12. wgpjr

    wgpjr Collector

    I have some of the ONE and TWO copper coins. The ONE has 1/2 oz copper while the TWO has one oz of copper. I haven't picked up any of the higher values yet (silver and gold). I really like the coins I have though. They're smart not to put the word "DOLLARS" on them, I think the AOCS believes this will keep them out of trouble. If NORFED had done this from the start, it may have helped them in the long run. My only complaint about the Lakota coins is that they don't put a year on the coins. To me, they'd be more collectible if so.
  13. C Jay

    C Jay Member

    All US coins have "In God We Trust" and "Liberty" on the obverse and "United States of America" on the reverse. Do any of these things to your rounds and you're in trouble. I think they went after norfed because the coin had "Liberty" on it. The Lakota coins do not.
  14. coleguy

    coleguy Coin Collector

    Norfed wasn't a sovereign entity. Yes, tribes recognized as sovereign nations, meaning the US government recognizes a tribal government, can issue coinage stating Liberty, dollars, or any other device a US coin has and it's 100% legal. Now, thats not to say it's legal tender though. Thats where Norfed got in trouble.
  15. Juan Blanco

    Juan Blanco New Member

    I posted a link to the AOCS product a week ago. I think the banking idea sounds interesting but the fees are TERRIBLE!
    I see nothing legally wrong with the rounds, which are (presumably) minted by that acolyte/fmr employee of BvNH.
  16. abuckmaster147

    abuckmaster147 Well-Known Member

    will soon find out;) I checked a few prices and found they were only $1.50 more than the other places that charge ship so I ordered one to check it out.
  17. PeacePeople

    PeacePeople Wall St and stocks, where it's at

    I bought these before they went out of stock and they are a nice fractional round.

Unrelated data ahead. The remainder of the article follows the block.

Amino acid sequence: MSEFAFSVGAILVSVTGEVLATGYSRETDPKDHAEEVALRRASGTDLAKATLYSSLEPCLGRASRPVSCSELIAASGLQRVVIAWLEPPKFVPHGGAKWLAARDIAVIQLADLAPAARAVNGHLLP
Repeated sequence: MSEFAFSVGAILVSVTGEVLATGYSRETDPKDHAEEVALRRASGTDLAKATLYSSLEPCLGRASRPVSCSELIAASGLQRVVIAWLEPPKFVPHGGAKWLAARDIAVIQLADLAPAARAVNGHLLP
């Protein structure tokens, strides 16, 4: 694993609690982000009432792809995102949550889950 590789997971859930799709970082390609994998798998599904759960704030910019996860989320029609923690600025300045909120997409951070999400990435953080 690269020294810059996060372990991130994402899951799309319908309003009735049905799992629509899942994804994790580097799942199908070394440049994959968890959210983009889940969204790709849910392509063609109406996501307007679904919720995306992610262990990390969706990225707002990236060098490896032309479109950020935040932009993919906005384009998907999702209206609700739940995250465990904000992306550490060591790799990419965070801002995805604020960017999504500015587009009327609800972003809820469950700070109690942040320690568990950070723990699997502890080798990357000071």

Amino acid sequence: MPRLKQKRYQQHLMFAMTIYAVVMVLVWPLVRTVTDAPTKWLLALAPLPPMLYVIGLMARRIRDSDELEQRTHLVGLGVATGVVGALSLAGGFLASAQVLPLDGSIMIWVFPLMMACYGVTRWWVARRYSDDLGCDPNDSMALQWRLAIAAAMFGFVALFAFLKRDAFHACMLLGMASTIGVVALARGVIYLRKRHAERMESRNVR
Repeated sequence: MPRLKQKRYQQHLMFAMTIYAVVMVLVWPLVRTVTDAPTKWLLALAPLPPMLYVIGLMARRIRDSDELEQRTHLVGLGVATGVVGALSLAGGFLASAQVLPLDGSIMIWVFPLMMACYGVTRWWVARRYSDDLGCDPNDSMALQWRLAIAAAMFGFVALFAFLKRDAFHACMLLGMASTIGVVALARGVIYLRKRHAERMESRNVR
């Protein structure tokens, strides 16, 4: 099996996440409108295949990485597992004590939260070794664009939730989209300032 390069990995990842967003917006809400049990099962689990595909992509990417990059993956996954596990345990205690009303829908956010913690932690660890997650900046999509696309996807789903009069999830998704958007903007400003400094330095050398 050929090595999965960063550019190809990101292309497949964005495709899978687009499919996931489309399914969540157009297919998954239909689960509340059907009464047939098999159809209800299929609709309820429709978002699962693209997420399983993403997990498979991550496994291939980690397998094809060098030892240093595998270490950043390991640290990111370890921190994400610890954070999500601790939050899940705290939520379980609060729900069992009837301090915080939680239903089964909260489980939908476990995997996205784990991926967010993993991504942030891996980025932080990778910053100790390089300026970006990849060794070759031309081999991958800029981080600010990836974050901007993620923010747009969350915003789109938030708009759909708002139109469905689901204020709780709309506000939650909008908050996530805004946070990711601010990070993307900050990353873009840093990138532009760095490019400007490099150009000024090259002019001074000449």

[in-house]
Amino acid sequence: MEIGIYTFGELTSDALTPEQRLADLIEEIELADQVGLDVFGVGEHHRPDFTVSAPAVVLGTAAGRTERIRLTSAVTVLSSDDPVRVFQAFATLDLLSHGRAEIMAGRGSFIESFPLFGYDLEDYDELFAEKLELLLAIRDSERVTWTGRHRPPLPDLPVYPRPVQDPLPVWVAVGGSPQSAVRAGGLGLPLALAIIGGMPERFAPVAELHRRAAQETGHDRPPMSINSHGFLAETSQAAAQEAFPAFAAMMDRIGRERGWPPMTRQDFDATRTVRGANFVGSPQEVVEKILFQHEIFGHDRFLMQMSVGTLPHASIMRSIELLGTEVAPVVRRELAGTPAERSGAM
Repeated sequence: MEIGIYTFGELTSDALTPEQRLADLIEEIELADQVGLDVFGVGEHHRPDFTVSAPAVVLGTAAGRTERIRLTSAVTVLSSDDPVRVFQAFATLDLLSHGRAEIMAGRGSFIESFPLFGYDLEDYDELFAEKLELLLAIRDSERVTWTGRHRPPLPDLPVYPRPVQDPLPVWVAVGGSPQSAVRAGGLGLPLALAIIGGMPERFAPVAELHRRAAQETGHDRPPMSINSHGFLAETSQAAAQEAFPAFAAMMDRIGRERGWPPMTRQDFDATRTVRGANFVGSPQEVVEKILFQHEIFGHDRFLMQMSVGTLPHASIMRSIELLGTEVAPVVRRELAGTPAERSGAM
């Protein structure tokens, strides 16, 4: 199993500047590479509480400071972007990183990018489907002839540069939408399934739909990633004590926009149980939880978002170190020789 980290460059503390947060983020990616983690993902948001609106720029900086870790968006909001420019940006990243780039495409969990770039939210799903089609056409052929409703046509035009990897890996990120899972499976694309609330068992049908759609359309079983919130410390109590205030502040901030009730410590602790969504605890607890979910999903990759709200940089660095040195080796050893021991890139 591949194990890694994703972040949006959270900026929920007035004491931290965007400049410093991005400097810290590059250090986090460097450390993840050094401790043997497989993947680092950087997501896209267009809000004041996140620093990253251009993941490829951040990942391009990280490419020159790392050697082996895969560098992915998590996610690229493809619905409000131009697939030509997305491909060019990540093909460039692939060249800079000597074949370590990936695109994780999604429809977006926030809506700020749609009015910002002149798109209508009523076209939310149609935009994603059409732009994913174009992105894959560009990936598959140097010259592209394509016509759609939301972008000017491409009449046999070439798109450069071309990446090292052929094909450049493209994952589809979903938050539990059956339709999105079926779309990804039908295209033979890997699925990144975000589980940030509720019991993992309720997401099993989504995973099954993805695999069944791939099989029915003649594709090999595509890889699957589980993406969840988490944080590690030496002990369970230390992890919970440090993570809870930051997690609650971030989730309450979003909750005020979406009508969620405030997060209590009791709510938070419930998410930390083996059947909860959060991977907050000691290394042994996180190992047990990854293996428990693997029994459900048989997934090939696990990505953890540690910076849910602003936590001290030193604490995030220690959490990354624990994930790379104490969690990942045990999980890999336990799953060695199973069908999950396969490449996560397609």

and about 6 months ago they had these for spot + $2, I didn't have any money at the time so I passed, but will keep checking back as I like this kind of product.

    and as I check out their site now, they have this for $1 over....get them while you can and the price is right.
  18. Silver Budha

    Silver Budha Member

    The silver 1 oz. rounds from 2013 are dated...getting one soon from Provident, had great reviews on the quality of the I bought one for kits and giggles.
  19. GeorgeM

    GeorgeM Well-Known Member

    I picked up some 1 oz rounds (in copper and silver) a long time ago. But I picked up something odd recently - anyone seen one of the 5oz Lakota rounds (dated 2011) before?

    Do these carry any premium? And does anyone know the mintage numbers? 20200130_194846.jpg 20200130_194903.jpg
  20. ripple

    ripple Active Member

    So norfeds are illegal? I’m glad I only may have 1.
  21. GeorgeM

    GeorgeM Well-Known Member

    In the same way that Pedley Ryan dollars are illegal but now have collectable value...

    Although I've yet to see them trading for more than a few bucks over their melt value.
    ripple likes this.